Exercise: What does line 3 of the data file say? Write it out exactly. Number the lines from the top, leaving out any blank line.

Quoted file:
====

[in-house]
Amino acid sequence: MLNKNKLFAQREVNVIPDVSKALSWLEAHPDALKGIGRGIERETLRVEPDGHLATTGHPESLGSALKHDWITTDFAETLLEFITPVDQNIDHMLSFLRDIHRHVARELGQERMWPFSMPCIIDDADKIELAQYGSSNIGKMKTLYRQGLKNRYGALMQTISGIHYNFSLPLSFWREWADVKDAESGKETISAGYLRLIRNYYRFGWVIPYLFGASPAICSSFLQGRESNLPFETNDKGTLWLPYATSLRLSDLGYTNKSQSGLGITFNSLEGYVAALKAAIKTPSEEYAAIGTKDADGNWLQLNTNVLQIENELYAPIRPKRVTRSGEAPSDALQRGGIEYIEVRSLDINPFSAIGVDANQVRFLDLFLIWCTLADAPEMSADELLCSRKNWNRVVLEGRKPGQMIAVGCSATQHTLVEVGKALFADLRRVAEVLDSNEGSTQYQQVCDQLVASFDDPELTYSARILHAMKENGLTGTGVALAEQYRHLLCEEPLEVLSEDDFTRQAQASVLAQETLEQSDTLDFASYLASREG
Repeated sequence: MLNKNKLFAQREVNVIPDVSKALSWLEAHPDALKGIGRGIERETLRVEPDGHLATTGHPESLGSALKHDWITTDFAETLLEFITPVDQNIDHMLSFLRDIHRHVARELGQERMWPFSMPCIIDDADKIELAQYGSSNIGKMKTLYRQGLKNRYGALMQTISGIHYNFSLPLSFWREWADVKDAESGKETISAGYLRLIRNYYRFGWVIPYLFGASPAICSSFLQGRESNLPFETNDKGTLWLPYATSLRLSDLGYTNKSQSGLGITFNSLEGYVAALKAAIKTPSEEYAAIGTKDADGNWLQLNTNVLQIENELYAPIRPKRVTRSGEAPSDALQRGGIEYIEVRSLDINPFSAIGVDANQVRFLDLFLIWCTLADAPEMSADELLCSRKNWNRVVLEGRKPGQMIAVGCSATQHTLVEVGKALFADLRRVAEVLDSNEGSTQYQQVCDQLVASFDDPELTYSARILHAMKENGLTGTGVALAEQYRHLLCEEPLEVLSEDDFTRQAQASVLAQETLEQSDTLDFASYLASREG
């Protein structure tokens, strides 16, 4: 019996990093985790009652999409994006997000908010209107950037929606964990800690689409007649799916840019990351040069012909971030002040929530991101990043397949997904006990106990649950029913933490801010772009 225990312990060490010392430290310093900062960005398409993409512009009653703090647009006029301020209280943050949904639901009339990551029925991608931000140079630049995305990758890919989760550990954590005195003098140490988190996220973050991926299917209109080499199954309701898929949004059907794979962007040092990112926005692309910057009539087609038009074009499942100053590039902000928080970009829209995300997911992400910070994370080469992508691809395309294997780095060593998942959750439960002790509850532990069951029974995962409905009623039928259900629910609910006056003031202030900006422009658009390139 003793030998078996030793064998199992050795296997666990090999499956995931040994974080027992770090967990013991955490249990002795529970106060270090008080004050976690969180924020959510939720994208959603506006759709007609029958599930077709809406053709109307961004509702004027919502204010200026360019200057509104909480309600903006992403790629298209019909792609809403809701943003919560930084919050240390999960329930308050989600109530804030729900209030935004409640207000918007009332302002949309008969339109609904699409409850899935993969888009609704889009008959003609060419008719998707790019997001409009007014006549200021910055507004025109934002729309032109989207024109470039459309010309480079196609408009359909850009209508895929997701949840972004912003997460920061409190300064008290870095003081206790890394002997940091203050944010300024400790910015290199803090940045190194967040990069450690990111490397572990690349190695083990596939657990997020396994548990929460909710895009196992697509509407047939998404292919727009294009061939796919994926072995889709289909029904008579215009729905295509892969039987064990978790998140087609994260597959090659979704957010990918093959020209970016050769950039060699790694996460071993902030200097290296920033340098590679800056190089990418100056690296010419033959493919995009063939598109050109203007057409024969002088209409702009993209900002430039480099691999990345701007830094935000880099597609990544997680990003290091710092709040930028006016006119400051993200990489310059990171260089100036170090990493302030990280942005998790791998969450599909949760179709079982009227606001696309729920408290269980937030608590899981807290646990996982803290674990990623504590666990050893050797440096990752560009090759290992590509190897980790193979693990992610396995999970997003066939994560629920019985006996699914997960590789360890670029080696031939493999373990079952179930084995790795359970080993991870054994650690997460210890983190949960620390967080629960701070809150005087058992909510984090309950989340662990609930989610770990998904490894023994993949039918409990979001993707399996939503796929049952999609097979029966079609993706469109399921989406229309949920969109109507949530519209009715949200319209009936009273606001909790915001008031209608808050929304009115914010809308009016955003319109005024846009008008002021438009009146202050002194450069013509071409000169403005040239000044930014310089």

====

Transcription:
Repeated sequence: MLNKNKLFAQREVNVIPDVSKALSWLEAHPDALKGIGRGIERETLRVEPDGHLATTGHPESLGSALKHDWITTDFAETLLEFITPVDQNIDHMLSFLRDIHRHVARELGQERMWPFSMPCIIDDADKIELAQYGSSNIGKMKTLYRQGLKNRYGALMQTISGIHYNFSLPLSFWREWADVKDAESGKETISAGYLRLIRNYYRFGWVIPYLFGASPAICSSFLQGRESNLPFETNDKGTLWLPYATSLRLSDLGYTNKSQSGLGITFNSLEGYVAALKAAIKTPSEEYAAIGTKDADGNWLQLNTNVLQIENELYAPIRPKRVTRSGEAPSDALQRGGIEYIEVRSLDINPFSAIGVDANQVRFLDLFLIWCTLADAPEMSADELLCSRKNWNRVVLEGRKPGQMIAVGCSATQHTLVEVGKALFADLRRVAEVLDSNEGSTQYQQVCDQLVASFDDPELTYSARILHAMKENGLTGTGVALAEQYRHLLCEEPLEVLSEDDFTRQAQASVLAQETLEQSDTLDFASYLASREG